Phone for Audio, Laptop for Video

Paul Stevens

Well-known member
You'll get optimal footage if you have the right equipment, but sometimes you have to make do. If you're ever in a situation where you need to MacGyver a recording, just use your smartphone as the mic and laptop as your video camera. It makes sense if you think about it. Phones typically have the best mic since they were built for calls while a laptop has a more powerful processor, plus more ram and storage to handle recording video. No laptop? Another smartphone or tablet will work in a pinch, but other than Apple's, most tablets are horrendous at capturing photos and videos. The big takeaway point is to dedicate one device for recording the video and the other for recording sound. You can use Audacity, Logic Pro, and many other tools to piece it together and clean it up afterwards.
 

LifeCaptured

Well-known member
I appreciate the info, but I'm gonna need you to expand it just a little bit. I'm not the smartest MacGyver. Where does the phone go? Are they supposed to pass it back and forth like a mic? Won't it look like they're pretending to talk on the phone? That would be hard to hide, but funny to watch.
 

Paul Stevens

Well-known member
That's a funny visual. You could the phone out of range of the device that's recording the video and point the mic in their direction, but you'd need to be fairly close, and they'd need to feel comfortable having you there. Otherwise, you can place the phone in the center of the action like on a table they're all sitting at. In that instance, though, you can't change the phone settings while they're talking unless you stop the proceeding to retrieve your phone. The mic is usually in the back bottom of the phone and should be pointed in the general direction of the speakers. Another tip is to put your phone on airplane mode so calls don't come through and interrupt your recording.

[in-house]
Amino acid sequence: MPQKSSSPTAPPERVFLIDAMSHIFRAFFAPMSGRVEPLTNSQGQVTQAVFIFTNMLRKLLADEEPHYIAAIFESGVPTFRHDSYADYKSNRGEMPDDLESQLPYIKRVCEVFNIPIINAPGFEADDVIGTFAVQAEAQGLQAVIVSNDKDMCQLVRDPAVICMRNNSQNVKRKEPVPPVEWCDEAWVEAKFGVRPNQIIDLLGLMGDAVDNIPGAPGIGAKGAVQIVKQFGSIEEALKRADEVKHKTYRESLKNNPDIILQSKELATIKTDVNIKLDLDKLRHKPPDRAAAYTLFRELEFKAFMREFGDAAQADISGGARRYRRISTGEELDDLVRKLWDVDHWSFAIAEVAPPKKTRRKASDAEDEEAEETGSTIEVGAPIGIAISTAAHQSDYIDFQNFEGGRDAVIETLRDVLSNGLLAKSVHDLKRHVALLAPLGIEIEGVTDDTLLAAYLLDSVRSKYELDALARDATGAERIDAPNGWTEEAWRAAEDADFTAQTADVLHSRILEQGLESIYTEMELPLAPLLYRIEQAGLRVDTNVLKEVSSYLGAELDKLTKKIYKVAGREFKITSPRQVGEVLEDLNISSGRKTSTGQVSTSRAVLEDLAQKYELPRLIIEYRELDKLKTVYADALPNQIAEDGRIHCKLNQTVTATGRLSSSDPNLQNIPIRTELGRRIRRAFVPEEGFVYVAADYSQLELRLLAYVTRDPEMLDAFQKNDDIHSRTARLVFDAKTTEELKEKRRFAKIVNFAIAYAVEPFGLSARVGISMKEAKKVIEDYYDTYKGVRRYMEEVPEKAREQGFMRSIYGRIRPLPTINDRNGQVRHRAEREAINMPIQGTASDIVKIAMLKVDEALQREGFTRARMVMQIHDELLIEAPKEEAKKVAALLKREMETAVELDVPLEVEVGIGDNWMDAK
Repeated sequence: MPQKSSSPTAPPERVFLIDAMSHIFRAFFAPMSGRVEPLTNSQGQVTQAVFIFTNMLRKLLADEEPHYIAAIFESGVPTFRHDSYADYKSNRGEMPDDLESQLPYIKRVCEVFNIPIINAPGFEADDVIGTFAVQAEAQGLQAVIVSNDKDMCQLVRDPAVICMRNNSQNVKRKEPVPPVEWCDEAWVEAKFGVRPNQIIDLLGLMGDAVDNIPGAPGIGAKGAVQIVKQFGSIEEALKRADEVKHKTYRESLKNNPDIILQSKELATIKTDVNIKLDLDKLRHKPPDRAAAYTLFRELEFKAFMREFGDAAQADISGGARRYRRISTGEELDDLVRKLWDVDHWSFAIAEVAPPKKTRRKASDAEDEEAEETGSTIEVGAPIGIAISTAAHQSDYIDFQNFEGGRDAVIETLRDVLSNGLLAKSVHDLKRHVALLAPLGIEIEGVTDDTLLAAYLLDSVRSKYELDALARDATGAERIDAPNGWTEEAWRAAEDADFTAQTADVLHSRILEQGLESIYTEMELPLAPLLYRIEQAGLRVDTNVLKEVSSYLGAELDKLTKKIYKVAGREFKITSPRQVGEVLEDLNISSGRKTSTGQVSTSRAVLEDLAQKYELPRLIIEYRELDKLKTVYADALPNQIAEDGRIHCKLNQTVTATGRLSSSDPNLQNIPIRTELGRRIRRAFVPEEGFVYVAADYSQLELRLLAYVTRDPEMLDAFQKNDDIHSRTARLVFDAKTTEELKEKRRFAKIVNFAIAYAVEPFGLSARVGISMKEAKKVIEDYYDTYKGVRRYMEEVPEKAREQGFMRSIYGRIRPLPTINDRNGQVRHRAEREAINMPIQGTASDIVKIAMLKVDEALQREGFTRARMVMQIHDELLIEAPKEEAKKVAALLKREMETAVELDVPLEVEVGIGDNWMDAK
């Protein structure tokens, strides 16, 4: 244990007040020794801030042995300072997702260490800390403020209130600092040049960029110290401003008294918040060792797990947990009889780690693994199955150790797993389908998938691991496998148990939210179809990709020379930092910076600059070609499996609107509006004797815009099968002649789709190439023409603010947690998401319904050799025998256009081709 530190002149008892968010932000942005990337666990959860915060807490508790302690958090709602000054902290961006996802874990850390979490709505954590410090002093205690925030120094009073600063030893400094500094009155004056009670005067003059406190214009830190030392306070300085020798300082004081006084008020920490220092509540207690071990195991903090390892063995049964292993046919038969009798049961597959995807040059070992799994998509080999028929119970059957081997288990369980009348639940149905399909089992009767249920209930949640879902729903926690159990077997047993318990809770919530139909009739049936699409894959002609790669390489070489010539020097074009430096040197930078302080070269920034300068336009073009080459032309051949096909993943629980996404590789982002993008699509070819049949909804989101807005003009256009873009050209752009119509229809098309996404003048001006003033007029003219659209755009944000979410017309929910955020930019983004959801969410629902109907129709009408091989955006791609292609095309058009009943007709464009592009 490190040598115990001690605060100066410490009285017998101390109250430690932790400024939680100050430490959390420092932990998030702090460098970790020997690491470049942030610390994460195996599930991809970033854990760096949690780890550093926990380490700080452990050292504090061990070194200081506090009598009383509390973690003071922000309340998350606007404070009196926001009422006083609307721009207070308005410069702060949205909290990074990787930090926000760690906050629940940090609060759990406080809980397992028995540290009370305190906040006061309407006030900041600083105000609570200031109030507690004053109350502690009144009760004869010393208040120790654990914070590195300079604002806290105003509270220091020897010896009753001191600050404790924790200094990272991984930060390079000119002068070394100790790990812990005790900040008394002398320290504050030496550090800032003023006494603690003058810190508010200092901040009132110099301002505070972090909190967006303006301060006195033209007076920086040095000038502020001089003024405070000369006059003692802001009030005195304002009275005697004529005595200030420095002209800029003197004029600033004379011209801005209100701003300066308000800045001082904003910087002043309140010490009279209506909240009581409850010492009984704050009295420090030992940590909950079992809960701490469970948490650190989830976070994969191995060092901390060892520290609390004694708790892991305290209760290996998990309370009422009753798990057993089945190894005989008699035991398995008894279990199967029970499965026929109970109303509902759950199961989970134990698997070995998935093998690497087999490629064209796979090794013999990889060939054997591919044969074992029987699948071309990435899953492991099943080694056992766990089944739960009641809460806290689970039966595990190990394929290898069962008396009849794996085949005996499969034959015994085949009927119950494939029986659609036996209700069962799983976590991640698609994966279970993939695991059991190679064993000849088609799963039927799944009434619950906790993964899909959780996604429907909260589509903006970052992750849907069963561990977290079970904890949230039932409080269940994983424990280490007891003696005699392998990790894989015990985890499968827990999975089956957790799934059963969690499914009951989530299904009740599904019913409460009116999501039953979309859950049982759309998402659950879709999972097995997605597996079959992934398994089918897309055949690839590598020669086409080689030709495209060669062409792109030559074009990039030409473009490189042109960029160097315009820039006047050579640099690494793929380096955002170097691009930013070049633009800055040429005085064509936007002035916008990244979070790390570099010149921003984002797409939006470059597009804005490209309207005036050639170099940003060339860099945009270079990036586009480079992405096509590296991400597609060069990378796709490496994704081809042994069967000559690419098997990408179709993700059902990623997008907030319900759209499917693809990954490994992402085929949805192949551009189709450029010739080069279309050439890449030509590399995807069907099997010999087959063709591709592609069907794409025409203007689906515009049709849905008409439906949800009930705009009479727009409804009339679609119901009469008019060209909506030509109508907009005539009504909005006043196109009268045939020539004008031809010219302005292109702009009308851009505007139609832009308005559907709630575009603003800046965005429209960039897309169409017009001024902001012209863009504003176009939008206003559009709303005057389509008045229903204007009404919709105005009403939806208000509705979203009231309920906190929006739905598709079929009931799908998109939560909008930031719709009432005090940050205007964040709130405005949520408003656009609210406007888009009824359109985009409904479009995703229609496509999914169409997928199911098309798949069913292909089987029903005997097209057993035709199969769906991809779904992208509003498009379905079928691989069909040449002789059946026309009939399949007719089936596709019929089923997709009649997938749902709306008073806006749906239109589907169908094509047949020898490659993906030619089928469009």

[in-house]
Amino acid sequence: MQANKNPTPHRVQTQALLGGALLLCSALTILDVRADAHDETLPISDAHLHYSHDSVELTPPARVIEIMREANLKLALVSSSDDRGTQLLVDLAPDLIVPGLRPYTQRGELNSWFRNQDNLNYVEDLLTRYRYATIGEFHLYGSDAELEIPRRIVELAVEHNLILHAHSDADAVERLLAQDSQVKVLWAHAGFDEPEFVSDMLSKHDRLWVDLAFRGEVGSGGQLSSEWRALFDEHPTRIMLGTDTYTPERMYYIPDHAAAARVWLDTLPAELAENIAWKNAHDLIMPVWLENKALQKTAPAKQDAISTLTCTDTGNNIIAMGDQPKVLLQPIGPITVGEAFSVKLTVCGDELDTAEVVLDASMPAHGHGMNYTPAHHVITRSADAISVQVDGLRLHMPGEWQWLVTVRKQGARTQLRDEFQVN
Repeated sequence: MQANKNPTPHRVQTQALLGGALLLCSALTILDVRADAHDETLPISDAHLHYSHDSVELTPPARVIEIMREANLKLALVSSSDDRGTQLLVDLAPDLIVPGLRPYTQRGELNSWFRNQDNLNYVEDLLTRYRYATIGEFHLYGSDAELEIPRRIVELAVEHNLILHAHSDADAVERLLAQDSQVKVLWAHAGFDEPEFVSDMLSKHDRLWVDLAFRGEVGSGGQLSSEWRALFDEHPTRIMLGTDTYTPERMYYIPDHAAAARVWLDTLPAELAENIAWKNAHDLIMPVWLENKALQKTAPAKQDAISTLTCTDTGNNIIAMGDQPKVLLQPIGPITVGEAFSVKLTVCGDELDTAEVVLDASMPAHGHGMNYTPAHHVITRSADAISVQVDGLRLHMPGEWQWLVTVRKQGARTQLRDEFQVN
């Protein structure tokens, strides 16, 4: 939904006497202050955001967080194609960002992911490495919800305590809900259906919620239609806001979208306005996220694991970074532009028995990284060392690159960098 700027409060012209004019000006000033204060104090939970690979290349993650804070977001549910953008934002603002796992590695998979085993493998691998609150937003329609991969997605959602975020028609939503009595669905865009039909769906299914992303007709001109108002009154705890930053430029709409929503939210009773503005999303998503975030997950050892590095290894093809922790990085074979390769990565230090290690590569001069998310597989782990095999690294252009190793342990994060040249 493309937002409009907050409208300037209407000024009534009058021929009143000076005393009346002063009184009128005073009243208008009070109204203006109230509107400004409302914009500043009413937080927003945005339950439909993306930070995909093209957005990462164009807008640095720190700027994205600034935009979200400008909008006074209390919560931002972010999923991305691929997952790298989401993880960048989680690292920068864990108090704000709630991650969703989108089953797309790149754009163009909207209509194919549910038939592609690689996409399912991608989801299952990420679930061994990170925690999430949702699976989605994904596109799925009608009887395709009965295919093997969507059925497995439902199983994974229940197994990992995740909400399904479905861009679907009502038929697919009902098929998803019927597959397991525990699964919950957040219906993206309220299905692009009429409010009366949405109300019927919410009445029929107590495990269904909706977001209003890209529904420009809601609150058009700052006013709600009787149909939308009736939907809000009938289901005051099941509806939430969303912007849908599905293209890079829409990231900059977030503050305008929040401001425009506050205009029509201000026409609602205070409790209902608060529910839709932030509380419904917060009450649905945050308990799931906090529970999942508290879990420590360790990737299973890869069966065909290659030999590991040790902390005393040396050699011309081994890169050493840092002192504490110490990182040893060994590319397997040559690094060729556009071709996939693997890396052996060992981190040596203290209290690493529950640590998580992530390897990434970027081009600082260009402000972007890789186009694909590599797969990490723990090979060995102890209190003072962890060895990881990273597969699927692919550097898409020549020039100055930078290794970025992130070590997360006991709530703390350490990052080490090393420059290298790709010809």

Vid Syd

Well-known member
Does syncing devices to each other play into this as well? In other words, do both with the phone or laptop, then edit the sound from the phone to the laptop?
 

Beck

Well-known member
You might lose some audio quality if you do it that way Syd. Syncing data is one thing, syncing mechanics such as this can be quite another.
 

Portrait

Well-known member
You'll get optimal footage if you have the right equipment, but sometimes you have to make do. If you're ever in a situation where you need to MacGyver a recording, just use your smartphone as the mic and laptop as your video camera. It makes sense if you think about it. Phones typically have the best mic since they were built for calls while a laptop has a more powerful processor, plus more ram and storage to handle recording video. No laptop? Another smartphone or tablet will work in a pinch, but other than Apple's, most tablets are horrendous at capturing photos and videos. The big takeaway point is to dedicate one device for recording the video and the other for recording sound. You can use Audacity, Logic Pro, and many other tools to piece it together and clean it up afterwards.
I like the idea because I never imagined that such a thing was possible. At times it is not all about having the right equipment; you can make do with what you already have and get optimal footage.
 

Paul Stevens

Well-known member
It's not hard to sync it though. You are recording the audio and video of the same event at the same time. You aren't adding voice-overs in a foreign language or anything that's complicated like that. This isn't the ideal setup, but it will work in a pinch.
 

The Aire

Well-known member
It sounds confusing, but it also sounds like something that would be fun to try. I would do it just for the novelty of it, and I might learn something from it.
 

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